abstract art, a systems view

Posts Tagged ‘visual cognition

Continuing to experiment with Ehrenstein and neon colour-spread figures arranged in tetractys

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I continue to be fascinated by neon colour-spread phenomena and subjectively constructed contours….

Multi-colour-spread Tetractys, 2012, permanent marker on paper, 8″x8″

….arranged in tertacys derived patterns. I am slowly starting to understand (practically) what helps and what hinders the formation of the colour-spread effect.

Written by Andy Parkinson

November 30, 2012 at 8:30 am

Do the arts make us better?

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In the chapter entitled Do the Arts Make us Better? from John Carey’s book What Good are the Arts, he answers his own question with a resounding no. Apparently the arts do not make us better. “Better in comparison to what?” I hear you say. Well, here he has in mind mostly ‘moral betterment’. I am interested in the question with a therapeutic meaning: do the arts make us better i.e. heal us, or at least make us feel better (than we did before looking at the art)? More specifically I am interested in the ability (or otherwise) of visual art to do this.

I saw a blog post at air about an evaluation of their arts programme in Derby Hospitals carried out by the Faculty of Medicine and Health Sciences at the University of Nottingham in 2010. It concluded that visual art in this environment implied, for many, a taking of pride in creating a high standard of care, that artworks also acted as a distraction from health issues and as a therapeutic aid to well-being as well as providing a practical means of “wayfinding” within the hospital.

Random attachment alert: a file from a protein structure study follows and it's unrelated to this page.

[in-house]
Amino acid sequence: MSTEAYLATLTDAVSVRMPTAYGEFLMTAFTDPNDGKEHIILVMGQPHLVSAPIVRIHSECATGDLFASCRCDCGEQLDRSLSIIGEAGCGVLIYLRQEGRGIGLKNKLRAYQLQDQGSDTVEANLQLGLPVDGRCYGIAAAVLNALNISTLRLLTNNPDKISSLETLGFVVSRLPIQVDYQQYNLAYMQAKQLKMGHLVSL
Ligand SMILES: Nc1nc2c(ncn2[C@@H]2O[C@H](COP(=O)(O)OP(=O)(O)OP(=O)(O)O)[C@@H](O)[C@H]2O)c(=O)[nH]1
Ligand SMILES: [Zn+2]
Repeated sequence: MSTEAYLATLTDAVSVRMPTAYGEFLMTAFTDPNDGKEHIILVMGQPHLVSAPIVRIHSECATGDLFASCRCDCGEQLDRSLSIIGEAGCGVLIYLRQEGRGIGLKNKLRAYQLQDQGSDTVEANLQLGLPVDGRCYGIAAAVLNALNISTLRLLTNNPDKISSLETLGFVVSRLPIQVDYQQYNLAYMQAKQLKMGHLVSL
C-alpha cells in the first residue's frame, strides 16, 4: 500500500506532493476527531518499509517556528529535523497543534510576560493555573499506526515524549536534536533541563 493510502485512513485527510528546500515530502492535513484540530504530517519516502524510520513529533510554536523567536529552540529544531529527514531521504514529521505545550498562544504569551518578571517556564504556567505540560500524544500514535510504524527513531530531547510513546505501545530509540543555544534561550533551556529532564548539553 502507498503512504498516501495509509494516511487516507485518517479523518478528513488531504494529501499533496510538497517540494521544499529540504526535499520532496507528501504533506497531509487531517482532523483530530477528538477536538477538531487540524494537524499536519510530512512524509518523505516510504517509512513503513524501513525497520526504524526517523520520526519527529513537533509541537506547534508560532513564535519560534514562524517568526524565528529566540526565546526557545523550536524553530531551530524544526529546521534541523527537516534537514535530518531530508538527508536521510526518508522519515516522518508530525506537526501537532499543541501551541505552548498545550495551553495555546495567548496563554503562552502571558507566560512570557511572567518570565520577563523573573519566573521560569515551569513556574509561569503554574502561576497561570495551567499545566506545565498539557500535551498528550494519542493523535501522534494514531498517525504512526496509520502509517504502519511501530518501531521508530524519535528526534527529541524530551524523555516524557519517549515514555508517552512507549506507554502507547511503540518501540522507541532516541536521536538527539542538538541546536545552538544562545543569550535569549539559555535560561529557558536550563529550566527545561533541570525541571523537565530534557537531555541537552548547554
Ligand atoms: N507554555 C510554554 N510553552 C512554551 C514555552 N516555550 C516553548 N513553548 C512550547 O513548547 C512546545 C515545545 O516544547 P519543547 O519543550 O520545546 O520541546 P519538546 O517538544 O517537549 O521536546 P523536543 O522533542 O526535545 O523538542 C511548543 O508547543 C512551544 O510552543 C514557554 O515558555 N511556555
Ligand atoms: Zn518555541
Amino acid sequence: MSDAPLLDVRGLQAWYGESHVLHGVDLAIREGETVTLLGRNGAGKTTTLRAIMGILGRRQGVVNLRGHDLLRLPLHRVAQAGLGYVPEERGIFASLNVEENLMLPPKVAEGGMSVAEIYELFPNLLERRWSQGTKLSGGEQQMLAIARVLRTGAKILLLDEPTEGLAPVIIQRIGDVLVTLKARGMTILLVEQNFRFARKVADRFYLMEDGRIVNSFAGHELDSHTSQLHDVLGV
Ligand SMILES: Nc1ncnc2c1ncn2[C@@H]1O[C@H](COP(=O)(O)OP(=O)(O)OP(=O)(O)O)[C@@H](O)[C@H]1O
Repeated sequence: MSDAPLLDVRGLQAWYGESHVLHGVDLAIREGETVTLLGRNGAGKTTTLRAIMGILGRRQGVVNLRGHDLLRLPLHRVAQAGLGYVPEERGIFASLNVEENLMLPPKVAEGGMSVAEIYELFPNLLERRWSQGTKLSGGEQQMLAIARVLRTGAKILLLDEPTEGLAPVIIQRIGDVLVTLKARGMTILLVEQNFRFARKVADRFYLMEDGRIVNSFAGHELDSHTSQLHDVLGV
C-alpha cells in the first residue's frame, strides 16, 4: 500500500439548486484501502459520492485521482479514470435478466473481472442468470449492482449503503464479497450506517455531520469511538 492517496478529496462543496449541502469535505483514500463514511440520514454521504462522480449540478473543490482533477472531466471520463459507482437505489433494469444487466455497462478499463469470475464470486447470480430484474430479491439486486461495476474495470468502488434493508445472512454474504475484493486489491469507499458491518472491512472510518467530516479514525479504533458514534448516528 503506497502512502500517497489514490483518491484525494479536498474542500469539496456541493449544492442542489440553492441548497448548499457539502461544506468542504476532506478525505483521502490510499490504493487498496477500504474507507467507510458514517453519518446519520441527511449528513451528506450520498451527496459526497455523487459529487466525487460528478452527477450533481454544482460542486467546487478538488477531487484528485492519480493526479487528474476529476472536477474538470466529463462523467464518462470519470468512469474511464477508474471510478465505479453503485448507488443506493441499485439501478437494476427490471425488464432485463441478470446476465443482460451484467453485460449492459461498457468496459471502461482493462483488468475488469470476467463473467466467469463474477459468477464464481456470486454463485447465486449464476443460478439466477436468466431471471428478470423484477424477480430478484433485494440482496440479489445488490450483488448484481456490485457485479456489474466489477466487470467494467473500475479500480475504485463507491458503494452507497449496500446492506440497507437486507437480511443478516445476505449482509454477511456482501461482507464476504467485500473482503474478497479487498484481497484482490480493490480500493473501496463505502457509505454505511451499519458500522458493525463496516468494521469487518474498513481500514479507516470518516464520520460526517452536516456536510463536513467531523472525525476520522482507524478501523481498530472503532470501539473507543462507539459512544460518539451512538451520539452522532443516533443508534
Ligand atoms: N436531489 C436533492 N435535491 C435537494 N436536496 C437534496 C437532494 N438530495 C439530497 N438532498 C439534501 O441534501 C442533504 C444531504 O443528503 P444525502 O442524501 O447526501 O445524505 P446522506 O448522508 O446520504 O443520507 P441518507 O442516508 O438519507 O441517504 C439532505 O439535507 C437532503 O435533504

I recall that about a year ago I was at Sandwell Hospital, accompanying my son who was having an operation, and what a stressful experience it was. The paintings on the wall (many really good ones) certainly acted as a distraction for me and as a kind of therapy. I wasn’t the patient but I was in need of cheering up and I got that from the paintings. Clearly, not everyone did, I was already interested in seeing paintings, and much of the ‘therapy’ may have been simply the pleasant surprise of seeing good art in this environment. I would much rather be in a gallery than a hospital after all! Nevertheless I have no doubt about the positive effect it had on me.

I am also connecting the qualitative study by the University of Nottingham, my experience of wellbeing, and an upcoming talk I am looking forward to hearing on 27 May 2012, at the Mostyn Gallery, Llandudno by Jane Raymond PhD, Professor of Visual Cognition Psychology, Bangor University and University of Birmingham, entitled From Seeing to Feeling: what does the human brain do when it looks at paintings? A gallery talk specifically with the paintings of Mali Morris in mind (and in view).

Written by Andy Parkinson

May 19, 2012 at 8:00 am